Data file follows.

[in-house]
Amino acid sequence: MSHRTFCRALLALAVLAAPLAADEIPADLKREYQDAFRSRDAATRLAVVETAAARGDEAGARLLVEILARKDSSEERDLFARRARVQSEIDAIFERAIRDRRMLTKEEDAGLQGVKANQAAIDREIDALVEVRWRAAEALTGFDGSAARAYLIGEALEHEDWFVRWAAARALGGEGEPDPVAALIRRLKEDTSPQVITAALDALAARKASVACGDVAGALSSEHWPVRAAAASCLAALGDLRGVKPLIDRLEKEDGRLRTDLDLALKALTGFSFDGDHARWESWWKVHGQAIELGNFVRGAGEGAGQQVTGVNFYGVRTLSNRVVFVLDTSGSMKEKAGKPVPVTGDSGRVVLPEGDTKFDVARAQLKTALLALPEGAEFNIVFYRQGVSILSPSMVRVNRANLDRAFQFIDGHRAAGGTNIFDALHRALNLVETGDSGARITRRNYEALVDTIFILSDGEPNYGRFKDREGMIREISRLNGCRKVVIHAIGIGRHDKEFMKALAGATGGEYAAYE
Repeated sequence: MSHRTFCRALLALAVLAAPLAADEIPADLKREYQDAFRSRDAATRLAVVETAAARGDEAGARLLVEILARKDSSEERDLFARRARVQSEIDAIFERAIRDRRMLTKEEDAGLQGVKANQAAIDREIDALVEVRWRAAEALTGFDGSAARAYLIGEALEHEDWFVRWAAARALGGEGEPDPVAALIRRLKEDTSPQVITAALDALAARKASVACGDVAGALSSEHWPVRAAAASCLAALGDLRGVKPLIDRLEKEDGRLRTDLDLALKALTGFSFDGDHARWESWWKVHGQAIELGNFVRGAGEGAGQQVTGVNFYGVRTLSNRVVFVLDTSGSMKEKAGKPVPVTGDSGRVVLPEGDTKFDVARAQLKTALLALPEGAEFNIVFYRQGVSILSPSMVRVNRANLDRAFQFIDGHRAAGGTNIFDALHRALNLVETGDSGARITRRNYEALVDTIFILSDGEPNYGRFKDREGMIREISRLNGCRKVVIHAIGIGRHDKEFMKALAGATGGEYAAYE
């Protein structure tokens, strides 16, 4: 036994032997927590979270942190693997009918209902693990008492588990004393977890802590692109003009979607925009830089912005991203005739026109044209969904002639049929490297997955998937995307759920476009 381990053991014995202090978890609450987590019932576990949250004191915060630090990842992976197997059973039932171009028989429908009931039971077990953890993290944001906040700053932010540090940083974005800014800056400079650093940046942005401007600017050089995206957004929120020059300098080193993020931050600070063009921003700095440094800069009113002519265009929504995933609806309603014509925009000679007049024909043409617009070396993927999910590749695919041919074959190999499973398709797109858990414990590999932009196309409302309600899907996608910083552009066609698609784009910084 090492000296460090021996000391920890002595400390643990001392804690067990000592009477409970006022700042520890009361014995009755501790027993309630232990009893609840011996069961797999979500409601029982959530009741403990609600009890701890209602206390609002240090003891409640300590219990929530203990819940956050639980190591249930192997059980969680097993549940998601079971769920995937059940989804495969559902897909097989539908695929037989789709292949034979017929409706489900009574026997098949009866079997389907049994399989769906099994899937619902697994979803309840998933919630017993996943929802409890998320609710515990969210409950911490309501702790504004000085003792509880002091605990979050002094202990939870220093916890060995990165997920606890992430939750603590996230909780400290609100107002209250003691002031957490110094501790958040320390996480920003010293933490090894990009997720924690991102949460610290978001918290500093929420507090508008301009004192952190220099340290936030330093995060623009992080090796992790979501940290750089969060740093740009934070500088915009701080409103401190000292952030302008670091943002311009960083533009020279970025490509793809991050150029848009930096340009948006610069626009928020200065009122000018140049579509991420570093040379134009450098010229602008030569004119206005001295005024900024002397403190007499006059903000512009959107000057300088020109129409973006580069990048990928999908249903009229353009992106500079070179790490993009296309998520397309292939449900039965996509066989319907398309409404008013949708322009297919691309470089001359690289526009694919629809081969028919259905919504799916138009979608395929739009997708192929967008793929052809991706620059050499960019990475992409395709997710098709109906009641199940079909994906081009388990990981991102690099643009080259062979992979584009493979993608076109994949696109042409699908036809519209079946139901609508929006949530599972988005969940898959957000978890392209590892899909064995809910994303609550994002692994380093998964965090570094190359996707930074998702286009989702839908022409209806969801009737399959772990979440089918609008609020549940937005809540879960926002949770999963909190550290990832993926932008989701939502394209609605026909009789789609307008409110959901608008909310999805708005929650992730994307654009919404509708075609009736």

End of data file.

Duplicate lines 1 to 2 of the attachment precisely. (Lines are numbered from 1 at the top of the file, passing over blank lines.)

[in-house]
Amino acid sequence: MSHRTFCRALLALAVLAAPLAADEIPADLKREYQDAFRSRDAATRLAVVETAAARGDEAGARLLVEILARKDSSEERDLFARRARVQSEIDAIFERAIRDRRMLTKEEDAGLQGVKANQAAIDREIDALVEVRWRAAEALTGFDGSAARAYLIGEALEHEDWFVRWAAARALGGEGEPDPVAALIRRLKEDTSPQVITAALDALAARKASVACGDVAGALSSEHWPVRAAAASCLAALGDLRGVKPLIDRLEKEDGRLRTDLDLALKALTGFSFDGDHARWESWWKVHGQAIELGNFVRGAGEGAGQQVTGVNFYGVRTLSNRVVFVLDTSGSMKEKAGKPVPVTGDSGRVVLPEGDTKFDVARAQLKTALLALPEGAEFNIVFYRQGVSILSPSMVRVNRANLDRAFQFIDGHRAAGGTNIFDALHRALNLVETGDSGARITRRNYEALVDTIFILSDGEPNYGRFKDREGMIREISRLNGCRKVVIHAIGIGRHDKEFMKALAGATGGEYAAYE